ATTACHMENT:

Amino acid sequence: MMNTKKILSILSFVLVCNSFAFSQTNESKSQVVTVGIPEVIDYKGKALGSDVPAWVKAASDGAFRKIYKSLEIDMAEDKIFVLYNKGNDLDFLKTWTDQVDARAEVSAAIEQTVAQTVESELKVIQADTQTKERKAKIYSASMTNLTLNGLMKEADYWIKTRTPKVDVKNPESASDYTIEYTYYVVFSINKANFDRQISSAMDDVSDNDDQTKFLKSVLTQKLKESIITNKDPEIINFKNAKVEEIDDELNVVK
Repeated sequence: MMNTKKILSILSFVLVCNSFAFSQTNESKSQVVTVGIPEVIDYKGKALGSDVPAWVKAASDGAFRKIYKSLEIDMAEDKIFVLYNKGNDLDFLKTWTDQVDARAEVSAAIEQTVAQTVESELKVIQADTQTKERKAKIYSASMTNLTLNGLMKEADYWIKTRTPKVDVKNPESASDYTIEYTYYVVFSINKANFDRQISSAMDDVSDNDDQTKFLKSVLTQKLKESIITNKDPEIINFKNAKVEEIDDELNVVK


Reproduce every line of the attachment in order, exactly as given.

Amino acid sequence: MMNTKKILSILSFVLVCNSFAFSQTNESKSQVVTVGIPEVIDYKGKALGSDVPAWVKAASDGAFRKIYKSLEIDMAEDKIFVLYNKGNDLDFLKTWTDQVDARAEVSAAIEQTVAQTVESELKVIQADTQTKERKAKIYSASMTNLTLNGLMKEADYWIKTRTPKVDVKNPESASDYTIEYTYYVVFSINKANFDRQISSAMDDVSDNDDQTKFLKSVLTQKLKESIITNKDPEIINFKNAKVEEIDDELNVVK
Repeated sequence: MMNTKKILSILSFVLVCNSFAFSQTNESKSQVVTVGIPEVIDYKGKALGSDVPAWVKAASDGAFRKIYKSLEIDMAEDKIFVLYNKGNDLDFLKTWTDQVDARAEVSAAIEQTVAQTVESELKVIQADTQTKERKAKIYSASMTNLTLNGLMKEADYWIKTRTPKVDVKNPESASDYTIEYTYYVVFSINKANFDRQISSAMDDVSDNDDQTKFLKSVLTQKLKESIITNKDPEIINFKNAKVEEIDDELNVVK